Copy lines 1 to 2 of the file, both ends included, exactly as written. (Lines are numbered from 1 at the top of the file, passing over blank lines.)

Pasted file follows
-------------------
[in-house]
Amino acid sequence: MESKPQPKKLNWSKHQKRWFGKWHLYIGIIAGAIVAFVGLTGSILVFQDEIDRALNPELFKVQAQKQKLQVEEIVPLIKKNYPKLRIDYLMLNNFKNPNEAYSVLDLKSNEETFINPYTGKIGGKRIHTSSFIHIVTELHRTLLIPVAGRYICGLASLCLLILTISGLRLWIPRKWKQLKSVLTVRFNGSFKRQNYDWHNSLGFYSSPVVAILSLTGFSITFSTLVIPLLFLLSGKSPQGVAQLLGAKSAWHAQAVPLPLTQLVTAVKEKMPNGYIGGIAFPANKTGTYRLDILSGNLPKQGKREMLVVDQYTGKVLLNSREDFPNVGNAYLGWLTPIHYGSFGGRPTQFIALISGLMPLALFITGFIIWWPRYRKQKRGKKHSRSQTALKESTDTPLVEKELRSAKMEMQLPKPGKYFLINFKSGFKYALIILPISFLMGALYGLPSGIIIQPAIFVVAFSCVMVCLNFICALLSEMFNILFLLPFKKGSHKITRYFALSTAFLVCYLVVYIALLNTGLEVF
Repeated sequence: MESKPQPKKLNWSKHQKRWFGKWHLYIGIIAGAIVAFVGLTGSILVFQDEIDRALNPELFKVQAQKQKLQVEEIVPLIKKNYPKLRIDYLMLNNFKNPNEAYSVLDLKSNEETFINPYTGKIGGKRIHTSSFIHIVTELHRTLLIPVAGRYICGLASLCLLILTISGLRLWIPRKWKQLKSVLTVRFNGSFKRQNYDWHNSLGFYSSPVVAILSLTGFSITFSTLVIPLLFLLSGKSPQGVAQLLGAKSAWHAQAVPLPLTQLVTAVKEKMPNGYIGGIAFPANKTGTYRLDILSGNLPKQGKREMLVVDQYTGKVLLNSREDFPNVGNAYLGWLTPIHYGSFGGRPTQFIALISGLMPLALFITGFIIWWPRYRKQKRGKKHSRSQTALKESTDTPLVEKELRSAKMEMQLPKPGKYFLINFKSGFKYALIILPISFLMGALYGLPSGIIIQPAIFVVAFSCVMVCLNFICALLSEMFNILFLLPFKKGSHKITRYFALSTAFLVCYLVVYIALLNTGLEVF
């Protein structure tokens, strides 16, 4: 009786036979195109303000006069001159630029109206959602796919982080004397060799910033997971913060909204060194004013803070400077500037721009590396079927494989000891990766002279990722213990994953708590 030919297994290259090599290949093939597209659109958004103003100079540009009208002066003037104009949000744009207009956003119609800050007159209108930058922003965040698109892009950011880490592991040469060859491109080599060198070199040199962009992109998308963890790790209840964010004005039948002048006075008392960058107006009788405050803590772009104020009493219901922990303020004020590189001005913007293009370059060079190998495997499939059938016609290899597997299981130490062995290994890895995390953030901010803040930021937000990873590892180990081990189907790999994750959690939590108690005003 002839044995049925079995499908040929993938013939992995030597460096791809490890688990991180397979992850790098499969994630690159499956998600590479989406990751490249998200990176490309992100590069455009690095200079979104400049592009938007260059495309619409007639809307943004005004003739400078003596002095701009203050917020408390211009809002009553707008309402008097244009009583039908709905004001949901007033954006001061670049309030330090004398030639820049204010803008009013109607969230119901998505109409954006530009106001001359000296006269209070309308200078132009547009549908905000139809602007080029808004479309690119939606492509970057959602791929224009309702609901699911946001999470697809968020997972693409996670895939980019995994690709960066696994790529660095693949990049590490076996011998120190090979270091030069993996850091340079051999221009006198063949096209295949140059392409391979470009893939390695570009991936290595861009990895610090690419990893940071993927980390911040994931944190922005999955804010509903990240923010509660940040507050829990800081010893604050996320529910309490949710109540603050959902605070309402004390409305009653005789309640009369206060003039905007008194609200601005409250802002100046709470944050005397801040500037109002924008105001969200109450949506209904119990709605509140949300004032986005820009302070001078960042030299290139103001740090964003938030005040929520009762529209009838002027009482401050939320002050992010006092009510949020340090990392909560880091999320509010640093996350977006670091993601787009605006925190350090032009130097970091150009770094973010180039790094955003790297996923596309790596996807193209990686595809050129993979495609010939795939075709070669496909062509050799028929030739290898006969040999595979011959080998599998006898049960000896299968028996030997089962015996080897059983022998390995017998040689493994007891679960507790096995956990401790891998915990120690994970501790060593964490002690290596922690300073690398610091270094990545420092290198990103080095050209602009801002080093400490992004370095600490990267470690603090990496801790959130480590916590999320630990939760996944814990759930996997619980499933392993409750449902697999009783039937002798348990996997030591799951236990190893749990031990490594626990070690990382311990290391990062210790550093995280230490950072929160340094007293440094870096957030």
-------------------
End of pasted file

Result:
[in-house]
Amino acid sequence: MESKPQPKKLNWSKHQKRWFGKWHLYIGIIAGAIVAFVGLTGSILVFQDEIDRALNPELFKVQAQKQKLQVEEIVPLIKKNYPKLRIDYLMLNNFKNPNEAYSVLDLKSNEETFINPYTGKIGGKRIHTSSFIHIVTELHRTLLIPVAGRYICGLASLCLLILTISGLRLWIPRKWKQLKSVLTVRFNGSFKRQNYDWHNSLGFYSSPVVAILSLTGFSITFSTLVIPLLFLLSGKSPQGVAQLLGAKSAWHAQAVPLPLTQLVTAVKEKMPNGYIGGIAFPANKTGTYRLDILSGNLPKQGKREMLVVDQYTGKVLLNSREDFPNVGNAYLGWLTPIHYGSFGGRPTQFIALISGLMPLALFITGFIIWWPRYRKQKRGKKHSRSQTALKESTDTPLVEKELRSAKMEMQLPKPGKYFLINFKSGFKYALIILPISFLMGALYGLPSGIIIQPAIFVVAFSCVMVCLNFICALLSEMFNILFLLPFKKGSHKITRYFALSTAFLVCYLVVYIALLNTGLEVF